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gay rights

This London zoo is celebrating its (aquatic) same-sex couples for Pride.
The "Gaycation" star connects politicians' anti-LGBTQ rhetoric and a rise in hate crimes.
James Egan and many others are part of our heritage.
"We need stories where they just exist and get on with it."
We take the descriptor "straight acting" in our community and hold it up like a holy grail. If we can achieve this goal, we will finally be able to hide through camouflage. We are the beautifully broken, a cast of misfits simultaneously fighting ourselves, other gay men, and society, in a quest for survival.
Jason Kenney made the personal the political when he said parents should be notified when a kid joins their school's gay-straight alliance - which, of course, has the effect of outing them. Jason Kenney proposed one rule for gay kids, and an entirely different rule for guys like him. You know, like hypocrites do.
Ontario Pioneer Camp bans those counsellors who live an "out" lifestyle.
I don't know about you, but if I just created history for my country on a world stage and my fellow citizens reacted by calling me derogatory names that could potentially put my life in danger, I would seriously think about moving to another country. Sadly, Jamaican athlete Omar McLeod was not so lucky.
Dear Black Lives Matter Toronto, I approached your booth and said, "I would like to buy a shirt and make a donation," but your volunteer told me shirts are $20 and are only for sale to the black community. What baffles me is you really took the time to tell me I'm not the right race, colour or minority to purchase your T-shirts or support your organization. I replied, "That's not right" and left quickly, dumbfounded and shocked, trying to collect my jaw from the streets of Toronto.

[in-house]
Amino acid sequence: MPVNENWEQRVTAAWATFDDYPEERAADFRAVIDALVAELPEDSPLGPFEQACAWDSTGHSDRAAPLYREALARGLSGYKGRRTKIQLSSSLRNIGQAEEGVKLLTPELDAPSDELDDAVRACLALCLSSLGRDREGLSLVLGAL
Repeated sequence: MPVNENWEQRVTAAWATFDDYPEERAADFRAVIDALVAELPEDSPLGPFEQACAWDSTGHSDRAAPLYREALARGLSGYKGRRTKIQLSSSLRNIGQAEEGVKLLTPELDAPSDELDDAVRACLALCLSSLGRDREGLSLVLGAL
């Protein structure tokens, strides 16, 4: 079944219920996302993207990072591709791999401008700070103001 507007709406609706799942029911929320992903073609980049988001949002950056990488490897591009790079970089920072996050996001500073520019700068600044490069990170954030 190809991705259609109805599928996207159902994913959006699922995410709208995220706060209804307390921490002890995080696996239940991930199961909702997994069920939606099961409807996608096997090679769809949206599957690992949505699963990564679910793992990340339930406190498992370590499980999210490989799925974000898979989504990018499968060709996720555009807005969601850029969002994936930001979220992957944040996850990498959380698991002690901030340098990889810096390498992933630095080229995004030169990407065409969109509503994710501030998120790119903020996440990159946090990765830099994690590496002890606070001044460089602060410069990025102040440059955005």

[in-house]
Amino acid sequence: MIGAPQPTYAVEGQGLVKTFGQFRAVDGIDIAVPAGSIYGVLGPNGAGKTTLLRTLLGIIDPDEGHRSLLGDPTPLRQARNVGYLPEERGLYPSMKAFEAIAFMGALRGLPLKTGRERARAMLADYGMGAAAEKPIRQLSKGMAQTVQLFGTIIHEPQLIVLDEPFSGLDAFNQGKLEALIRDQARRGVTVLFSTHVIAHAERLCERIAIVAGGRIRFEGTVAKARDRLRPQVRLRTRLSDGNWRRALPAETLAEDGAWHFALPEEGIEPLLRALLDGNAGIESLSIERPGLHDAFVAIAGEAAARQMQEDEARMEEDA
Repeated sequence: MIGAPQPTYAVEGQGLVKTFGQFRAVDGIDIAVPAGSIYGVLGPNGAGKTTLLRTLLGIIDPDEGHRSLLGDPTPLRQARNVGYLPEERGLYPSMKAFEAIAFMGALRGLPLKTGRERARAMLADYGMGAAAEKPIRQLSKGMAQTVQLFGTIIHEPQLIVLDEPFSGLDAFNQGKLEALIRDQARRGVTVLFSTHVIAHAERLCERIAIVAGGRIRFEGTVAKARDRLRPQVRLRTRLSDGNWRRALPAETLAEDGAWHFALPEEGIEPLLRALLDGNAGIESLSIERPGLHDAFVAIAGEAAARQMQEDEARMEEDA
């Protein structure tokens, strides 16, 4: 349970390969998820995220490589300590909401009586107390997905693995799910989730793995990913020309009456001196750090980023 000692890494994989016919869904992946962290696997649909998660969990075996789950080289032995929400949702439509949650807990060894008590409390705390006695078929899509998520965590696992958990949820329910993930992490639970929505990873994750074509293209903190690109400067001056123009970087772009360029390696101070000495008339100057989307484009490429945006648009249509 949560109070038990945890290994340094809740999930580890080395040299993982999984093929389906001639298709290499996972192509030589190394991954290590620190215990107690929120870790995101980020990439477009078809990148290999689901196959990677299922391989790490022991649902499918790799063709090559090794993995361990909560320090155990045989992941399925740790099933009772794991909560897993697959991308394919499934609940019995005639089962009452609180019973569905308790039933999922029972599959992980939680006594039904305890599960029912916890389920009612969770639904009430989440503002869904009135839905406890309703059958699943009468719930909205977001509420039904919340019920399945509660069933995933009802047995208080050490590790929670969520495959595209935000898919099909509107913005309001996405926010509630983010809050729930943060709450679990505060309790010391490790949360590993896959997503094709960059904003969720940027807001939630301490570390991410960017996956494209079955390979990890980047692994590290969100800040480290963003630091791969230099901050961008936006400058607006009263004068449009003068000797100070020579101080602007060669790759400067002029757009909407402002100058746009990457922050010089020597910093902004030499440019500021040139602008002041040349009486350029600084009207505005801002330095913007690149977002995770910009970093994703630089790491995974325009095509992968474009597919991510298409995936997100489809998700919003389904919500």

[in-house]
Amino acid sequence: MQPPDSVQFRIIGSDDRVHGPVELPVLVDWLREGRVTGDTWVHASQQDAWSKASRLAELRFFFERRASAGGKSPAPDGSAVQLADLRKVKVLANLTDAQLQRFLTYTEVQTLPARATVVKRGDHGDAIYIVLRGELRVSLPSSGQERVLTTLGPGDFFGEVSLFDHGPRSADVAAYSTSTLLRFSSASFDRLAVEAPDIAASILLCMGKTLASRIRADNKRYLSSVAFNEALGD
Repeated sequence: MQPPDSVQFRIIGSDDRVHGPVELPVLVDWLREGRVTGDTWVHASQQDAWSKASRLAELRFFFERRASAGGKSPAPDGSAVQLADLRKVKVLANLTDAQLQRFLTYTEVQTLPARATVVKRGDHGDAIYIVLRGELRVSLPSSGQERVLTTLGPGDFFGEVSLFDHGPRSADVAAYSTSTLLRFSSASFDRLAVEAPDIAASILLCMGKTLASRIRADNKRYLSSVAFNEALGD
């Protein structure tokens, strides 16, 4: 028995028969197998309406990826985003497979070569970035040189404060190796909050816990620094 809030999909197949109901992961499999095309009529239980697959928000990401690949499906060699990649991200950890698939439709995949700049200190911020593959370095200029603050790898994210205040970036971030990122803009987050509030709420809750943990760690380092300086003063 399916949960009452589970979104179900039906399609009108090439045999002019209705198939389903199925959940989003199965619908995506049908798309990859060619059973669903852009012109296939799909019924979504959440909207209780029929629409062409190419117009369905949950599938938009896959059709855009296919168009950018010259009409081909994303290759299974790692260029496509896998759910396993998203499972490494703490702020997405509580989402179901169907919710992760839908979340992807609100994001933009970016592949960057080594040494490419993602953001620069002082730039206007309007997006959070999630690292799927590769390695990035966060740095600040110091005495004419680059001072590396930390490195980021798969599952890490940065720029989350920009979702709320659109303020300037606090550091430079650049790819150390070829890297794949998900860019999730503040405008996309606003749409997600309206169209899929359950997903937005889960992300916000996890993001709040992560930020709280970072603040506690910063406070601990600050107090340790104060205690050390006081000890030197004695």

This Ramadan we must be reminded that there are those who fast from intimacy and physical love all the time because they are gay and their circumstances or their mindset make it impossible for them to find and fall in love with a partner of the same gender. Muslim family -- we know this is not how life is supposed to be lived.
An estimated 50 people are dead following the events in Orlando because of hatred. Fifty people are dead because of ignorance. I am about to turn 30 in a few weeks and I want to believe that this world can become a more loving, more kind and more embracing world.
In the wake of this tragedy in Orlando, it is important that we Christians do something to show the world that we are outraged, that we care. Because honestly? We have not done a good job of showing love to the LGBTQ2 community.
We have become so complacent, thinking that because we got a few laws on the books that somehow we have achieved freedom and protection. Well, the shooting in Orlando has reminded the world that no gay person -- no lesbian, bisexual or trans person -- is free from homophobia.
When it comes to standing up for gay rights, corporate outrage is rather selective. Large companies that have publicly denounced new laws in several southern U.S. states as "anti-gay" are quite happy to remain silent as they carry on business in countries that criminalize gay sex.
Instead of focusing on the "stories of Sodom and Gomorrah" and using that in the same conversation about a horrific incident that has left many homeless here in Canada, you should go and find your heart because your comments are shameful and distasteful.
We know that LGBTQ students still face a difficult situation in schools and there's ample evidence to back this up. Recent research shows that 64 per cent of LGBTQ students in Canada don't feel safe at school and 70 per cent of all students say they hear anti-gay slurs and remarks EVERY SINGLE DAY.
I am often reminded of Martin Luther King, who uniquely demonstrated that eloquence trumps bigotry, when researching Canada's earliest LGBT activists. They, like King, were at the forefront of a dramatic civil rights movement, making powerful and persuasive arguments for social justice in the face of sometimes brutal suppression.
December 10 is celebrated internationally as Human Rights Day. It is therefore an ideal time to reflect on how Canada's LGBT were once so feared and loathed that -- until surprisingly recently -- discriminating against them was both common and legal.